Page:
Monday, December 17, 2012

Keeping Your Focus in Writing

It isn't always easy to keep your focus in writing. If you don't even have a minimal outline, taking you from one scene to another, it is easy to get lost.

Photo by: pfly, courtesy of Flickr
Without a map of some sort, you may find yourself in the creek when you intended to scale the mountain. And while I often write by the seat of my pants I also keep my flight in check by remaining focused on what the main character wants.

I need to know what he/she wants at the beginning of the story, and if what he/she wants is somehow overshadowed by unrelated scenes or not so needed characters, I may find that my story is leading me off the page.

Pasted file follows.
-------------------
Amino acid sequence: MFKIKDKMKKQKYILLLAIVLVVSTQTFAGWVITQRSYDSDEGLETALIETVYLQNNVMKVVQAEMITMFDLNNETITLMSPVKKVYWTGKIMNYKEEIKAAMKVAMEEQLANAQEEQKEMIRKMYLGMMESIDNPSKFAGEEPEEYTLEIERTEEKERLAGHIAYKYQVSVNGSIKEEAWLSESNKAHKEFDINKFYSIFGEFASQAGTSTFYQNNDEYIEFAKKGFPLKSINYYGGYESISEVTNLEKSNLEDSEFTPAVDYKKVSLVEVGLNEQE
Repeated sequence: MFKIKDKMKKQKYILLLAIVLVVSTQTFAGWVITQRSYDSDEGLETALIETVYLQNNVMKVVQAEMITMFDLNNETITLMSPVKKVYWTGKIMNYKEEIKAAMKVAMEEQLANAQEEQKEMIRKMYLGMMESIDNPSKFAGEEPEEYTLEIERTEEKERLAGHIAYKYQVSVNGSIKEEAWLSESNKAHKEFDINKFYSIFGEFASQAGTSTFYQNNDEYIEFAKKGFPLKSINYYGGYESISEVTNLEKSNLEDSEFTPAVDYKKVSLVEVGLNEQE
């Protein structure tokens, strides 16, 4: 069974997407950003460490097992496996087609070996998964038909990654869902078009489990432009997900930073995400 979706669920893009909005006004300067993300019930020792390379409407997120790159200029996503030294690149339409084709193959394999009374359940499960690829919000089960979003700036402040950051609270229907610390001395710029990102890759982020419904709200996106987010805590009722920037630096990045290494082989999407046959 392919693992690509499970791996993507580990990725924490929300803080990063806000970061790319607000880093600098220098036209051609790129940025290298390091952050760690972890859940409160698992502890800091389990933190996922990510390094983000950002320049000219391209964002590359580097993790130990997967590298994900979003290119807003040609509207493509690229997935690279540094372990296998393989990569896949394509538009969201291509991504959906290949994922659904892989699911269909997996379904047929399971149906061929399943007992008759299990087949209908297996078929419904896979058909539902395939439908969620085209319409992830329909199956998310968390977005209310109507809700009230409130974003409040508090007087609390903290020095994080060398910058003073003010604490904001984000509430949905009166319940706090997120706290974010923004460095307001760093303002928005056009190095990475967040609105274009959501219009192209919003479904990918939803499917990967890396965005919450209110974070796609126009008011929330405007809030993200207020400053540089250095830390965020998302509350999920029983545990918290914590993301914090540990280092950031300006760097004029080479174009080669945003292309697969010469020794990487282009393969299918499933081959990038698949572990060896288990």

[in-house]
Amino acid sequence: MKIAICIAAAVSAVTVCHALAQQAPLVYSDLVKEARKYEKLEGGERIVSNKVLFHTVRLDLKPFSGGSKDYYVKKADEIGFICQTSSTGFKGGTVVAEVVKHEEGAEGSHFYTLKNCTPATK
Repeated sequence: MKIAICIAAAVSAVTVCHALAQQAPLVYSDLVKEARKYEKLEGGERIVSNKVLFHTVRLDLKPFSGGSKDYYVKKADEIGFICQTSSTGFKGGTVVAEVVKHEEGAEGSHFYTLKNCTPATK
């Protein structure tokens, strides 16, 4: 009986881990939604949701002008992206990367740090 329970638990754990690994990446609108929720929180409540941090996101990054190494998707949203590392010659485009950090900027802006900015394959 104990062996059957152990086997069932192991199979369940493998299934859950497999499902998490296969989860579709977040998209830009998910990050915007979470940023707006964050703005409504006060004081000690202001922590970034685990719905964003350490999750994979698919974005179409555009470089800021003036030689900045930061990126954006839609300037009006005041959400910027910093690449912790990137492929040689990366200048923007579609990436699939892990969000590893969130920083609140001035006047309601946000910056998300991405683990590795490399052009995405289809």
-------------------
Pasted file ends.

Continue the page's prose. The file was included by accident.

And that's something, as a writer, that you don't want. You want your readers to stay engaged. You want them to continually ask, "What's going to happen next?" not "Why is this in there?" or "I'm lost."

If you fly by the seat of your pants in your writing like I do, take a leap of faith and stop your writing for a moment. Reflect on where your character began and what he/she is up to until this point.

Does what happens on page 2 connect with page 8 and page 10 and page 20, for example?

I love the "so what" factor. Go through each of your scenes and ask the "so what" question.

"Does this scene contribute to the overall plot of my book?"

cm195902, courtesy of Flickr
If not, take it out.

You'll find yourself climbing that mountain again before you know it.

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